Attorney Adam Linkhorst Quoted in Palm Beach Post
A port official accused his boss of bid rigging. The port paid the official to keep quiet.
Andrew Marra – Palm Beach Post
The Port of Palm Beach paid one of its top executives more than $60,000 to resign last year after he accused the port’s executive director of rigging a contract-bidding process to favor an acquaintance’s company.
A third-party investigation found no conclusive proof of the claim but revealed what a government watchdog called a troubling scenario: The port director restarted the bidding for a landscaping contract after an unsuccessful bidder treated him to lunch at a West Palm Beach steakhouse.
Two months after the accusation, port commissioners quietly approved a settlement with the executive who made it, one that required that he never reveal any “non-public information” about the port and “make no criticism or negative statements” about it or its employees.
The payout, which included $14,500 of severance pay and $48,400 for a “full release” of future legal claims, was approved despite a state law barring government agencies from using severance to prevent employees from discussing disputes that prompted their departures, The Palm Beach Post found.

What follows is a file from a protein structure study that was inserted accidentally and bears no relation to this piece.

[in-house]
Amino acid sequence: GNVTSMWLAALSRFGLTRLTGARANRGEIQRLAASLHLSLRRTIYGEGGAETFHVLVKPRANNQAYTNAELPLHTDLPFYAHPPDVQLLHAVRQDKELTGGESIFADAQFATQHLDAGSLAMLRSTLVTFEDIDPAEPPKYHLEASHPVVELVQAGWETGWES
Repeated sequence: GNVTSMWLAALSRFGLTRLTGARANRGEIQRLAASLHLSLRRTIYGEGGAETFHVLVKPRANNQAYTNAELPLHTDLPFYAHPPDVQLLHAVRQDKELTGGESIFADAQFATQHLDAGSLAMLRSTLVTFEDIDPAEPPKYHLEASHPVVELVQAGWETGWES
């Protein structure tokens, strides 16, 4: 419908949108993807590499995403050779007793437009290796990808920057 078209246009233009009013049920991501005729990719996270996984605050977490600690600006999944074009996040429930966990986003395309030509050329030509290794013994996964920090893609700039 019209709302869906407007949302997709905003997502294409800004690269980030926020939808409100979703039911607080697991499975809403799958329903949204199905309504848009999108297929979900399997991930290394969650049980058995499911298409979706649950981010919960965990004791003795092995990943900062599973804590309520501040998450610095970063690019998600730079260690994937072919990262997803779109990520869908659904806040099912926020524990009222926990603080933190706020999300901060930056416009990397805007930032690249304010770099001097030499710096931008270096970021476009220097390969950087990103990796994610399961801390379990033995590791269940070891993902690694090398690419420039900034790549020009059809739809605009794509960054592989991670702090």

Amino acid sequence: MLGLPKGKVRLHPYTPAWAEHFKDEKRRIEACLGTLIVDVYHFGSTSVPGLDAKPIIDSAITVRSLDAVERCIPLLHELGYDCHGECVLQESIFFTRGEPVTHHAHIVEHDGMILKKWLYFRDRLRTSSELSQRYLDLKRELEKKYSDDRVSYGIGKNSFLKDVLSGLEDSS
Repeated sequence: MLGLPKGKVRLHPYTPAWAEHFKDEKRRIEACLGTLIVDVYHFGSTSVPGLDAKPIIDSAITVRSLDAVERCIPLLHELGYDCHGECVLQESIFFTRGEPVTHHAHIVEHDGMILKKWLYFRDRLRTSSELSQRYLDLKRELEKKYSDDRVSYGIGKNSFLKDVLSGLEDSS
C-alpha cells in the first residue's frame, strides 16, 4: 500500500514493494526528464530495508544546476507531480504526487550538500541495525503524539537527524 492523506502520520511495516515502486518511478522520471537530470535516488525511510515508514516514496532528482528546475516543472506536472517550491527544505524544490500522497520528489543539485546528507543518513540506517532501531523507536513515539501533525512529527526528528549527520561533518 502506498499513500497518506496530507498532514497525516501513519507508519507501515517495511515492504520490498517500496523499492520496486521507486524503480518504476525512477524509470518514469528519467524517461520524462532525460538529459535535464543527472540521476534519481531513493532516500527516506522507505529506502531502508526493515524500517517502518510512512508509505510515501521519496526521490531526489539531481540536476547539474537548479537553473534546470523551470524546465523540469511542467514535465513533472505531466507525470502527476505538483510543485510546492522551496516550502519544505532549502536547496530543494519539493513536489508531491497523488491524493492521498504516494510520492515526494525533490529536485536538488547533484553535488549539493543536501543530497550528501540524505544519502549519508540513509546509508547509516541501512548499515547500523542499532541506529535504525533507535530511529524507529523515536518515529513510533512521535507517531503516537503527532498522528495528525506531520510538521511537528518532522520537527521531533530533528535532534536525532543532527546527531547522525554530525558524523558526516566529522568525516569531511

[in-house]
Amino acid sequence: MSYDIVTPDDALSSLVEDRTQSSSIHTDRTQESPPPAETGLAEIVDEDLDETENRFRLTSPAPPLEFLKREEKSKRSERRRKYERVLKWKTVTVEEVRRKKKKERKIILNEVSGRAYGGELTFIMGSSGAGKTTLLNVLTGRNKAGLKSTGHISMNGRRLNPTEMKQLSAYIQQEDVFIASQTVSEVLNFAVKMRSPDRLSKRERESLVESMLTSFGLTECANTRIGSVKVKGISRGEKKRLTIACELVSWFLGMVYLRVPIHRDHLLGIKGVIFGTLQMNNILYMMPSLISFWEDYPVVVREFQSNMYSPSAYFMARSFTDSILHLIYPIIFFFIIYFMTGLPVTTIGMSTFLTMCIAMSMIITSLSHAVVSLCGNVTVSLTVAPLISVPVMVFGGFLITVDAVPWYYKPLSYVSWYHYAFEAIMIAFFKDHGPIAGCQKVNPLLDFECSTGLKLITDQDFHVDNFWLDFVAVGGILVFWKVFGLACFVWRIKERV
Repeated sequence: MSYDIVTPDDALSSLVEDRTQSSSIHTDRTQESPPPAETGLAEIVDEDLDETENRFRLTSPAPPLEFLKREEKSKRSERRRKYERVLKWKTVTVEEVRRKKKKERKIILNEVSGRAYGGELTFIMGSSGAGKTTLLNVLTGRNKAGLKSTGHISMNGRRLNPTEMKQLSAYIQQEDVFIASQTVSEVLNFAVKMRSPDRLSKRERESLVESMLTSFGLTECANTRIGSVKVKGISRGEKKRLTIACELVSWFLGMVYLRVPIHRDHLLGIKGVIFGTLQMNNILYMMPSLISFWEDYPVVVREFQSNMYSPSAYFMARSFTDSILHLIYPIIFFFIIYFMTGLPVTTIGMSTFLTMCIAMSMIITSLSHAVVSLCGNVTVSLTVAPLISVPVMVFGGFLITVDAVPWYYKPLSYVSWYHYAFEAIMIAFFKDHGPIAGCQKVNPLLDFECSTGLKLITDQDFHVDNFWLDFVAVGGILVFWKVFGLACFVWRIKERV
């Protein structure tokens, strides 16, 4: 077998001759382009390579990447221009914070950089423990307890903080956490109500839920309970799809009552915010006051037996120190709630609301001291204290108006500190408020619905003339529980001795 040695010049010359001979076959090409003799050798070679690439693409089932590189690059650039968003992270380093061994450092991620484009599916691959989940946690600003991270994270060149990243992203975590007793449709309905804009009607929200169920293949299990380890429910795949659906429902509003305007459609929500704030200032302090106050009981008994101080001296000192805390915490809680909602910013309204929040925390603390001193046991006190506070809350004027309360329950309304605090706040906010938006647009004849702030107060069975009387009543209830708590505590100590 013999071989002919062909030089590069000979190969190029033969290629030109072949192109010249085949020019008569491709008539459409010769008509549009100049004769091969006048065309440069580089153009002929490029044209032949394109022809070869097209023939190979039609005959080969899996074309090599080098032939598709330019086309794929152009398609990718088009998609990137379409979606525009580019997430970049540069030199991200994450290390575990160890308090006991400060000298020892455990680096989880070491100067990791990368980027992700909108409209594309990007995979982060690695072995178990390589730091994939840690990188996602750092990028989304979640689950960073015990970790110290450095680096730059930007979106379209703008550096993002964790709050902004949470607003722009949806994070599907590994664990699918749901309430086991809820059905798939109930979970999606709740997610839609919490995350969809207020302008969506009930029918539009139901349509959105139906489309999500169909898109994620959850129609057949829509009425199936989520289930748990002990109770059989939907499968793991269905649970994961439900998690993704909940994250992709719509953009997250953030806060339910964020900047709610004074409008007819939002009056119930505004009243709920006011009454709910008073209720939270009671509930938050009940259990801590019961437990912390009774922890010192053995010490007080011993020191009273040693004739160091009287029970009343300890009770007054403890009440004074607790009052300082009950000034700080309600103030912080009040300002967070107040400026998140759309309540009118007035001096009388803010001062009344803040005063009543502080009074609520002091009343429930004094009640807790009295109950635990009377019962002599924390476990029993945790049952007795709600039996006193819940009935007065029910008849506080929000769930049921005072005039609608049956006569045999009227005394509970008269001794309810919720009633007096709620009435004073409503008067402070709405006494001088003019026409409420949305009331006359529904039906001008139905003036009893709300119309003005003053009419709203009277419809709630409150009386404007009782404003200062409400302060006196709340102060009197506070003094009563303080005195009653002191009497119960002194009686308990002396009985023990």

While the money failed to settle any existing lawsuits, it restricted the port’s security director, Ken Hern, from publicly leveling the main accusation in his complaint: that port Executive Director Manuel Almira ordered him to “fix” the bidding on a contract “so a friend of his would receive the award.”
The allegation had come to the attention of the port’s five elected commissioners this past July, when Hern sent them an email calling for them to investigate Almira’s actions.
Bid rigging, Cuba trade embargo among complaints
It was the climax of a raucous summer for the port’s small administrative team. In addition to Hern’s claim, Almira last year faced a misconduct accusation from another high-ranking port official, who claimed Almira had tried to use the port to elude the Cuban trade embargo. A private investigation later cleared him.
Hern’s allegation, which was accompanied by claims that Almira made bigoted and racist remarks about port commissioners, centered on a bidding process for a small contract to do landscaping work at the publicly operated port in Riviera Beach.
Hern, who was facing disciplinary action from Almira when he leveled the accusations, told an attorney hired to investigate his claim that Almira called him into his office in late April or early May, around the time of the first bidding process. He said Almira asked “what they could do for his friend,” according to a copy of the investigative report obtained through a public records request.